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Avoid These Common Mistakes Made by New Employees

Hunting for a new role can take so much time and effort, it’s easy to forget what happens after you’ve accepted a job offer – actually starting a new job! A lot of focus is placed on how to get your CV noticed and how to impress during an interview, but making sure you start your new role on the right foot is just as important.

Luckily, human beings are pretty predictable when it comes to making mistakes, so the rest of us can learn how to avoid them. There are six common areas where new hires tend to slip up, so take note of the below and make sure you don’t fall into the same trap!

Turning up late

Not being on time on your first day is one of the most common mistakes made by new employees – they’re so excited about starting a new role that they forget to plan their journey to an unfamiliar place. If possible, do a ‘dry run’ of your commute before your first day, so you can predict just how long it will take. Then leave a contingency of at least 20 minutes just in case!

Getting the dress code wrong

When starting a new role, you want to feel like part of the team as soon as possible. A big part of this is fitting in with the working culture, including the dress code. You may have worn a suit in your last job, but if your new workplace is more ‘casual Friday every day of the week’, you’ll stand out like a sore thumb. Talk to your recruiter and they’ll be able to point you in the right sartorial direction.

Trying to make your mark too soon

Everyone wants to feel like their job matters, and it can be tempting for new hires to jump right in and shake things up, just to make their mark.
In most cases it’s better to take your time, get a feel for the culture and processes in your new company, and make measured decisions rather than drastic ones.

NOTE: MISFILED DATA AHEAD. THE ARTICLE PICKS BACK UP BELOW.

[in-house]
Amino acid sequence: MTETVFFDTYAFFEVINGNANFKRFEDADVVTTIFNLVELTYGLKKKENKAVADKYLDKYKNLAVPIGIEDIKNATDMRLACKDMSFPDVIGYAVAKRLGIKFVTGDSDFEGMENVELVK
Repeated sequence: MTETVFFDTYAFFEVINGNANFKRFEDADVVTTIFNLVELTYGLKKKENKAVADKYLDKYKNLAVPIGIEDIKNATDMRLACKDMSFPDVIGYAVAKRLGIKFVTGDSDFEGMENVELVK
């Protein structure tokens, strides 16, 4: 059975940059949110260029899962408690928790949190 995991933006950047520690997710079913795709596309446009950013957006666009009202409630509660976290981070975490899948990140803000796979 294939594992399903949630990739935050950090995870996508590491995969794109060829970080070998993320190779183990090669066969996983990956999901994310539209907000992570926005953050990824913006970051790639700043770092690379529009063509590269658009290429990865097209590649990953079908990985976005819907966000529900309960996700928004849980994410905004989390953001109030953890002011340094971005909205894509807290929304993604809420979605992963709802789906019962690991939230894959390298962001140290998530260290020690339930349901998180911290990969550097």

Bringing bad habits with you

With a fresh start comes a chance to introduce good habits – don’t bring all your bad ones with you! Start as you mean to go on with positive choices like taking regular screen breaks, eating properly and getting some fresh air on your lunch break. If there’s a particular area or skillset that you’ve always wanted to improve, talk to your superior about arranging some training.

Not asking questions

New hires are keen to make a good impression and be seen as capable and self-sufficient, and can sometimes be reluctant to ask questions. However, it’s preferable to ask a question than suffer in ignorance. Now is the time to absorb as much information as possible about your new workplace and colleagues, so you can do your new job to the best of your ability.

Losing momentum

Once the excitement of starting a new position has worn off, don’t make the mistake of losing that initial momentum.
It’s important to make a good start, but it’s equally important to keep up the energy and enthusiasm after the honeymoon is over!

And don’t forget, your recruiter will still be there for you as you take your first steps in your new role, and will be happy to chat through any questions or concerns you may have.